I love seeing my name in headlines. I suppose that makes me well, decidedly human. I love being loved. I relish being included, mentioned, cited, and most of all, seeing me everywhere! But, really, is that what this is all about—is this becoming more like Jesus? Yet, it happens over and over again. Maybe I’m just now getting the point. Here is what I mean.
I had to smile this week, when a CBE staff member appeared in my office like the angel Gabriel announcing the good news. “Oh thou, blessed among women, you have been named on the Rachel Held Evans’s “101 Christian Women Speakers’ list.” My first thought was, “Well, that’s better than a PhD from England’s best, right?”
My second thought belonged perhaps to “my better self,” as I remembered walking the cold windy streets of Philadelphia last winter, back and forth from my hotel to the lecture halls of a conference focused on justice. As one of the speakers, I was thankful to have a platform for CBE’s mission—to dismantle patriarchy as a biblical ideal. Yet, as I navigated the frosty streets of Philly, I was struck by an unbearable contrast between the techie cool of accomplished justice speakers and the dull and pedestrian manner of those working Philly’s inner-city churches. Beaten down by the arduous challenge of running small, barely sustainable nonprofits, these faithful giants of Christ were anything but cool. Yet, day after day these nameless, fameless leaders ran homeless shelters, food banks, immigrant offices, and children’s services, completely oblivious to the marketing machinery driving a conference on justice down the street—a conference where they may never speak, and where I treasured my moment in the sun. “Had they even heard of it?” I wondered.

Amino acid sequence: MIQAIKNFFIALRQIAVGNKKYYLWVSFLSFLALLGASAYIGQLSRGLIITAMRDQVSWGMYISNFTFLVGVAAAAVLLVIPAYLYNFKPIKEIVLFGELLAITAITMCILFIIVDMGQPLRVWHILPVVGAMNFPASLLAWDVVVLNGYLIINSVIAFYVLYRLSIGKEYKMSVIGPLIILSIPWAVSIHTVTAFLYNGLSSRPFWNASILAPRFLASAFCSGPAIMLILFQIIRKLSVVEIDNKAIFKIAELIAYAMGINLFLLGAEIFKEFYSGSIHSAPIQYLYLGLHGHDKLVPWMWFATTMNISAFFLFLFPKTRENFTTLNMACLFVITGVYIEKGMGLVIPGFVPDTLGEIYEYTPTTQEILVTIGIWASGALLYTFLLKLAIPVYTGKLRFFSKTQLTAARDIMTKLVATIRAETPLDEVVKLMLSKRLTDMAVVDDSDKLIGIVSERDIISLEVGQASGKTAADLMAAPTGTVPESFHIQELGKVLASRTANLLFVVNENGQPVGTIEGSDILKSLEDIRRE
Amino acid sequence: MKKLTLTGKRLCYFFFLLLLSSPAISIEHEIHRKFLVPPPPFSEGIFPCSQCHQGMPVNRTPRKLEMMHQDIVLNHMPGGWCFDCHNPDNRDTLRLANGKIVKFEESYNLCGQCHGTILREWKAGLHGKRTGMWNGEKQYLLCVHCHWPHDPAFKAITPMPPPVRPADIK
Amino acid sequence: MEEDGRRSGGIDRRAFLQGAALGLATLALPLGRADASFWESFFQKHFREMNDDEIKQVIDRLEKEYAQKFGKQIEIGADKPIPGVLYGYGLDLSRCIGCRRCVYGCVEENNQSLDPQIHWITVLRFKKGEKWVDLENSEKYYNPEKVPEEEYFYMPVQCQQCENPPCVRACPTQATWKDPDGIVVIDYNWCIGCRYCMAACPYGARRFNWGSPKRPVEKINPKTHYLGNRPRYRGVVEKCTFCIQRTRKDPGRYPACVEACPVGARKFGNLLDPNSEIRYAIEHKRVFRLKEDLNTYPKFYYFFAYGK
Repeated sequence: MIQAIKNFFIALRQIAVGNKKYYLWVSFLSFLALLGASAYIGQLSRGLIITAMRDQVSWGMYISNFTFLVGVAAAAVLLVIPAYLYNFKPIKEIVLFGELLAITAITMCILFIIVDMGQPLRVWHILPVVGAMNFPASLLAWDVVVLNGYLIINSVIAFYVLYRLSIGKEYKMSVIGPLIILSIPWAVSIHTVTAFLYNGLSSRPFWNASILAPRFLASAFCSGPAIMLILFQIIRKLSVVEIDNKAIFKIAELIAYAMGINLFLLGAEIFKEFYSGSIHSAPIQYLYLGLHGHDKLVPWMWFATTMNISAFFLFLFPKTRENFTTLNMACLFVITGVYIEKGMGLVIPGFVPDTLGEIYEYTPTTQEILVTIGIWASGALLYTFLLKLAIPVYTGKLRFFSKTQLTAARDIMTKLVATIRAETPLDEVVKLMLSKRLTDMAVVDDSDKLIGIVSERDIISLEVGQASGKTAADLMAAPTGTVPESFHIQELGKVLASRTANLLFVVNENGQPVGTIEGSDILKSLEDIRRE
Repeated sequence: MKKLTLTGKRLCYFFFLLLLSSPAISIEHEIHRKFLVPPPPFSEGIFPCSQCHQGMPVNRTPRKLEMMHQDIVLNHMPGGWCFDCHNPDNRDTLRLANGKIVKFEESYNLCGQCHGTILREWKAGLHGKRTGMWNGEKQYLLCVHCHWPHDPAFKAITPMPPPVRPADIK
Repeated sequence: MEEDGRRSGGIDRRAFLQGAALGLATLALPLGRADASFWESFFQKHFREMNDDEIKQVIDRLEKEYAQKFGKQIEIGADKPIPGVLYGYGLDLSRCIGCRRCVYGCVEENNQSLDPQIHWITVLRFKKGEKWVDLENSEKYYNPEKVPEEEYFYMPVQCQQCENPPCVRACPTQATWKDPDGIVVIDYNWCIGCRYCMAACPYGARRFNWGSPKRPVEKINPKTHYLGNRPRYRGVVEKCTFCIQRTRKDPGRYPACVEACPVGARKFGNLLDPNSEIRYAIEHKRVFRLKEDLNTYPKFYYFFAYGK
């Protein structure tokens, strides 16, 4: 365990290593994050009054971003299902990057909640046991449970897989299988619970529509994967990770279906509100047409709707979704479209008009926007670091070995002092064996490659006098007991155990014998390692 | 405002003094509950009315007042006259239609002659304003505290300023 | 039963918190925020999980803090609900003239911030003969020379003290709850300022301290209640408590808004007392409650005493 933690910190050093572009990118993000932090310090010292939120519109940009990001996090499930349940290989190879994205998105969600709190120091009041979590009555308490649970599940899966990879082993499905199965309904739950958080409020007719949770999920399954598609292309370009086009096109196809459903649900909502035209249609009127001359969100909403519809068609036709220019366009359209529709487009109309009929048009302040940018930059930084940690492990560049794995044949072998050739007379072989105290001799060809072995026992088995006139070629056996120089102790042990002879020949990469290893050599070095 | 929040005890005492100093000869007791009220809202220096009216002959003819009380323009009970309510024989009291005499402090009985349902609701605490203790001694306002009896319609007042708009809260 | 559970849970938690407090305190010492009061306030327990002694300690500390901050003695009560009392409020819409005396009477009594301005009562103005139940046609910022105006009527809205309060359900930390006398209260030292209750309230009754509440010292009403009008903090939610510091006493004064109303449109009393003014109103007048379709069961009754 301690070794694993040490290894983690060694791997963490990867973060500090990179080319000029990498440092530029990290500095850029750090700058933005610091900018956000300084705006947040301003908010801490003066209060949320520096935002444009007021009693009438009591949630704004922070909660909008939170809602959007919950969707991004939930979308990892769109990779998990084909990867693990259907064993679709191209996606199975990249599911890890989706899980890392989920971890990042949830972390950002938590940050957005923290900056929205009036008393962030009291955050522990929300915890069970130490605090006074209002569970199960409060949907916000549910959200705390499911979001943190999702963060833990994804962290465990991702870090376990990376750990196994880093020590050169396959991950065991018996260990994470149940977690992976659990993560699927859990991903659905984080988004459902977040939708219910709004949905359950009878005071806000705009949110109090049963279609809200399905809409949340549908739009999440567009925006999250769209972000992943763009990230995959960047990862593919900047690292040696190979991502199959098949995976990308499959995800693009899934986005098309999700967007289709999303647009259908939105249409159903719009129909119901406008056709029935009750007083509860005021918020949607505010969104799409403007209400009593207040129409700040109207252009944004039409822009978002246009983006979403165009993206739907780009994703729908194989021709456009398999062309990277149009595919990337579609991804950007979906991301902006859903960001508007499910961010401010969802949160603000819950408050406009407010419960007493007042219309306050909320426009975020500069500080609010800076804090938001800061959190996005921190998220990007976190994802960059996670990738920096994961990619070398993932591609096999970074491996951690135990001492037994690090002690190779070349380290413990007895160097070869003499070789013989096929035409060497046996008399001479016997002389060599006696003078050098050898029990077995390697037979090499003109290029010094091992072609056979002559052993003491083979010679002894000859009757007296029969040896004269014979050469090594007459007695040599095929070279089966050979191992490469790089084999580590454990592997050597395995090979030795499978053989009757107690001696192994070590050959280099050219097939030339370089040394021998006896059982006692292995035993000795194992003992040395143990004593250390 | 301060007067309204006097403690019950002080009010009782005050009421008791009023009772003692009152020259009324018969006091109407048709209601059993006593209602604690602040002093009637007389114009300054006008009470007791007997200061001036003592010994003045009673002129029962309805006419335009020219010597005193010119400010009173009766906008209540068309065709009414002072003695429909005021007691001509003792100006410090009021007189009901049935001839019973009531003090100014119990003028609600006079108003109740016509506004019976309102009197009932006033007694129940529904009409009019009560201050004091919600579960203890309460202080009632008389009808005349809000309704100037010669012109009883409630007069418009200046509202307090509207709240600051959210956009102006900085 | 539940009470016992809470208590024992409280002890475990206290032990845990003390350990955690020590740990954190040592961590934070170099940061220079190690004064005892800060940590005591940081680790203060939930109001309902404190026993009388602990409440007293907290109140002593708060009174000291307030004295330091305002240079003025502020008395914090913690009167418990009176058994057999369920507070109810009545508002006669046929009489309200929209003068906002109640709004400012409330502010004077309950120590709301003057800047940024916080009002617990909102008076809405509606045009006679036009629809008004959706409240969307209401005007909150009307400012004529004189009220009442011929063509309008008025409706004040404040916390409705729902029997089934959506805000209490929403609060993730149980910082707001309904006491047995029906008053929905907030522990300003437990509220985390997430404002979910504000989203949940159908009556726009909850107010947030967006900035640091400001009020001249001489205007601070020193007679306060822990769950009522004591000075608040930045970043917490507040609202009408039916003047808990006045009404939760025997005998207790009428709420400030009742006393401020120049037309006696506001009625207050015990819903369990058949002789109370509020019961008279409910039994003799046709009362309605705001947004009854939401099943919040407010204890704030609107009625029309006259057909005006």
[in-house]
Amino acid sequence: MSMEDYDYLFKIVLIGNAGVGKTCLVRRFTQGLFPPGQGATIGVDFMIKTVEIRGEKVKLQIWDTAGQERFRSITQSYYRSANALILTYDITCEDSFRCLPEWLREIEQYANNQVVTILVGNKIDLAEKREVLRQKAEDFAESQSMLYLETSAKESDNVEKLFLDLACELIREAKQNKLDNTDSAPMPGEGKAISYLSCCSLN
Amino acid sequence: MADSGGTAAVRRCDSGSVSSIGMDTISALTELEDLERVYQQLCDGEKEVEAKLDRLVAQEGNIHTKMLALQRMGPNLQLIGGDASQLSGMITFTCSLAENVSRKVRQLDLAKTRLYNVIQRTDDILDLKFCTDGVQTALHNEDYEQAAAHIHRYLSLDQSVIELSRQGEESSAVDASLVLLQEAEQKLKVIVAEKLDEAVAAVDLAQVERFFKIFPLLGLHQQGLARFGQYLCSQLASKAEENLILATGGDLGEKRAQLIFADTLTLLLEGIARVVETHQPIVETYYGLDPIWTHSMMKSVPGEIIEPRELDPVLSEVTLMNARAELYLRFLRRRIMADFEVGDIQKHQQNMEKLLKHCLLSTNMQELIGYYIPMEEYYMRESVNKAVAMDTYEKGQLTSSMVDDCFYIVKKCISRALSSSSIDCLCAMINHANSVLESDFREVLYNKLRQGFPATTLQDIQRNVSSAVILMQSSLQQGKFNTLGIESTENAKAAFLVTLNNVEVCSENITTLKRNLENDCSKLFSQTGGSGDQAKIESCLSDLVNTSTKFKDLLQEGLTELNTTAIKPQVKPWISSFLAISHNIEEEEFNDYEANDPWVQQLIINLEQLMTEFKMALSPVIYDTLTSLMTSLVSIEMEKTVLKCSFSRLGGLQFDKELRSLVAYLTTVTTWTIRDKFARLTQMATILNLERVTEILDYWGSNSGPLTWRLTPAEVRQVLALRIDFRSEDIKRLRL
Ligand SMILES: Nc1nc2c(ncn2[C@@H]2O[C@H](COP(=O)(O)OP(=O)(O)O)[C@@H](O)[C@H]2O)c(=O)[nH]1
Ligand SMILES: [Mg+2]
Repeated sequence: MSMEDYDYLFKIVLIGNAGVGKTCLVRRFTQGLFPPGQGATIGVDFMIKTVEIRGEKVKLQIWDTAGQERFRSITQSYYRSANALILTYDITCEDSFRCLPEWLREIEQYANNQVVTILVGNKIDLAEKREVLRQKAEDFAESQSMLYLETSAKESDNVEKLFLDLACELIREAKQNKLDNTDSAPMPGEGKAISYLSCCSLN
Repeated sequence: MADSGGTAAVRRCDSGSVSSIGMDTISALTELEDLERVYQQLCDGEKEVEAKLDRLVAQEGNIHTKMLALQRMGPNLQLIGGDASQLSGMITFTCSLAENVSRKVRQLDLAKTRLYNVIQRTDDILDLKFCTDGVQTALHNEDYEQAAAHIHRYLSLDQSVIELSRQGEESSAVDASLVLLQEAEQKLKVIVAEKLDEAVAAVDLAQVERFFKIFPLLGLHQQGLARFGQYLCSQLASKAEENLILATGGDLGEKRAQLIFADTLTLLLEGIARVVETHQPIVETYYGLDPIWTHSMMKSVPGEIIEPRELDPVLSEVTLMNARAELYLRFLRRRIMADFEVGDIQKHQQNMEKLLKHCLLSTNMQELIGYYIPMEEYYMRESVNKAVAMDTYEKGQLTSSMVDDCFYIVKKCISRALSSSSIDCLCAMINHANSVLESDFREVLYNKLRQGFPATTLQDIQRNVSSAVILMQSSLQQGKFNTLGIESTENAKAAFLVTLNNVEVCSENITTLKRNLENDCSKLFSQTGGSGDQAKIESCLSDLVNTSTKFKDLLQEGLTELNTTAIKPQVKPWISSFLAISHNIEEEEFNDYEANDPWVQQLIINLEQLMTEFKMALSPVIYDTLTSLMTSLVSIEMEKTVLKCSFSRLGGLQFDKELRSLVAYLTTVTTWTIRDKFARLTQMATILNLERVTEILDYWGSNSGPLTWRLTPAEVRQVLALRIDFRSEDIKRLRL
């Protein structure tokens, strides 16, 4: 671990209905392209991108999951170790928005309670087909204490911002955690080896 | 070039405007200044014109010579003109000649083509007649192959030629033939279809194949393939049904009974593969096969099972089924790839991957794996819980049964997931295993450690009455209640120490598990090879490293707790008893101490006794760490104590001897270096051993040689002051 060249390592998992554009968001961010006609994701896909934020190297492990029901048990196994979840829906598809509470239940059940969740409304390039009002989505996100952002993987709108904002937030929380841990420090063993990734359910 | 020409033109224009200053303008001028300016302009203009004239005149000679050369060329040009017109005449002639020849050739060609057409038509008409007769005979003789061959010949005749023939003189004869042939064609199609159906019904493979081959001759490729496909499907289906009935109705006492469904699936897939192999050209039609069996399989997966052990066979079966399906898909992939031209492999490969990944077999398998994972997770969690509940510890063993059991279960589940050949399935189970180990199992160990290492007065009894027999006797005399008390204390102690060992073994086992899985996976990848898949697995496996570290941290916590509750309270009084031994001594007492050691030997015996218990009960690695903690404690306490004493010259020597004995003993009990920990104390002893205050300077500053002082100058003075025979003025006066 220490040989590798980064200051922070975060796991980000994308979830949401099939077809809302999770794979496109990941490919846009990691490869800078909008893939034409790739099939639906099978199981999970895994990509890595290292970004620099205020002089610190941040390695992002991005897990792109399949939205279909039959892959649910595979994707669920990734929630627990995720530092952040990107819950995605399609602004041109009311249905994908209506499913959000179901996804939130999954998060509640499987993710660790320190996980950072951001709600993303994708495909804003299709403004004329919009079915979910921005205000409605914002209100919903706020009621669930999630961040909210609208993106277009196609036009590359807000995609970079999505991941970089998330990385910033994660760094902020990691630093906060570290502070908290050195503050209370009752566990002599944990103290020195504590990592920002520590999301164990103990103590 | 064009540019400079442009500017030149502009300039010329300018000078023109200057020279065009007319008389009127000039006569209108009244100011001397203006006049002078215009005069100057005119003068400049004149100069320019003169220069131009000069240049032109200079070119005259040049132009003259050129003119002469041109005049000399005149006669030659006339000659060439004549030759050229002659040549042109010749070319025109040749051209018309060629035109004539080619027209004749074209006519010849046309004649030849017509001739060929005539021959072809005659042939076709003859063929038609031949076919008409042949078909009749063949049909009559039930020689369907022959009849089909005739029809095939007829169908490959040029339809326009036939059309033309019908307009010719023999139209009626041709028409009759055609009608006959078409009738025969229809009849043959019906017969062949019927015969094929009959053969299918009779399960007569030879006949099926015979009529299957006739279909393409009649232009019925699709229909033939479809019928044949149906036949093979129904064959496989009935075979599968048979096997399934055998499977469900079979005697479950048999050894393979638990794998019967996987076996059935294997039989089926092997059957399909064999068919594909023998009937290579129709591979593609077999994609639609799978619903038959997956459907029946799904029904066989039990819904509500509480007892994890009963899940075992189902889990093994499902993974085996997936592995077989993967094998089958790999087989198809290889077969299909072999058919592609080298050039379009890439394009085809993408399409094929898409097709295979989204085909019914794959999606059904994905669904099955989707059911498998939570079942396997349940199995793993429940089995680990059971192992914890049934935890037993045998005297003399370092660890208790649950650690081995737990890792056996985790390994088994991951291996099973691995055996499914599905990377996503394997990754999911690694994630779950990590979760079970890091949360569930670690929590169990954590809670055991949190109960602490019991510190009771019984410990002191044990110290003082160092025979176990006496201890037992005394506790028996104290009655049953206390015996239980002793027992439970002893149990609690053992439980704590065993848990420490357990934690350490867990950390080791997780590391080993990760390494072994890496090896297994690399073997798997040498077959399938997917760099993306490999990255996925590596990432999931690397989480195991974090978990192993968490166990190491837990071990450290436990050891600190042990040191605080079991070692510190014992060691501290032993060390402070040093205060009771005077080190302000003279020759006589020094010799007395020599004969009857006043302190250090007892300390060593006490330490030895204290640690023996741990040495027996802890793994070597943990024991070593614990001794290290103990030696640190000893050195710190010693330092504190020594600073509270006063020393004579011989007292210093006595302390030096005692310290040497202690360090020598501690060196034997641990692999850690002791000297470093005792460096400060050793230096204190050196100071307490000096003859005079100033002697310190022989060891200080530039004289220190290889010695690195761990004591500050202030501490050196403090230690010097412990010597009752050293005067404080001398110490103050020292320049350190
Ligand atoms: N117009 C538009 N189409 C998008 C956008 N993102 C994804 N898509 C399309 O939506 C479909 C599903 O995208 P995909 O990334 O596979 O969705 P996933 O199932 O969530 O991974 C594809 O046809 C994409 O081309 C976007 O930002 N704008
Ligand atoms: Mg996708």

Yet, their sandals I am not worthy to touch!
But, I suspect that heaven’s banquet will be filled with such guests, served by Christ himself who said, “When you did this to the least of them (even as no one noticed) you did it as to me.” “Enter and receive your reward,” he will say. “Though you were nameless on earth, and while few celebrated your work, yet you were fiercely faithful. Enter my glory, for it is such as you that my kingdom awaits.”
How thankful I am for Rachel’s advocacy that promotes women speakers who are, too often, systematically excluded from Christian events. I thoroughly endorse and respect her goal. Yet, I also recognize the eternal and invisible power of the marginalized, like those I met in Philly, and like the women leaders we meet in Scripture who are also systematically overlooked.
Ignored though they are, they can—and should—be our truest mentors!
From these women we learn perseverance; from them we observe fierce initiative and boundless faith; because of them we discover Christ’s impartial welcome, love, omnipotence and justice. Their example helps us become truer to goals that are eternal. Of them the writer of Hebrews (possibly Priscilla) said: “Consider the outcome of their way of life, and imitate their faith,” (Hebrews 13:7). And, as Paul also said,
“So we do not lose heart. Even though our outer nature is wasting away, our inner nature is being renewed day by day. For this slight momentary affliction is preparing us for an eternal weight of glory beyond all measure, because we look not at what can be seen but at what cannot be seen; for what can be seen is temporary, but what cannot be seen is eternal” (2 Corinthians 4:16-18).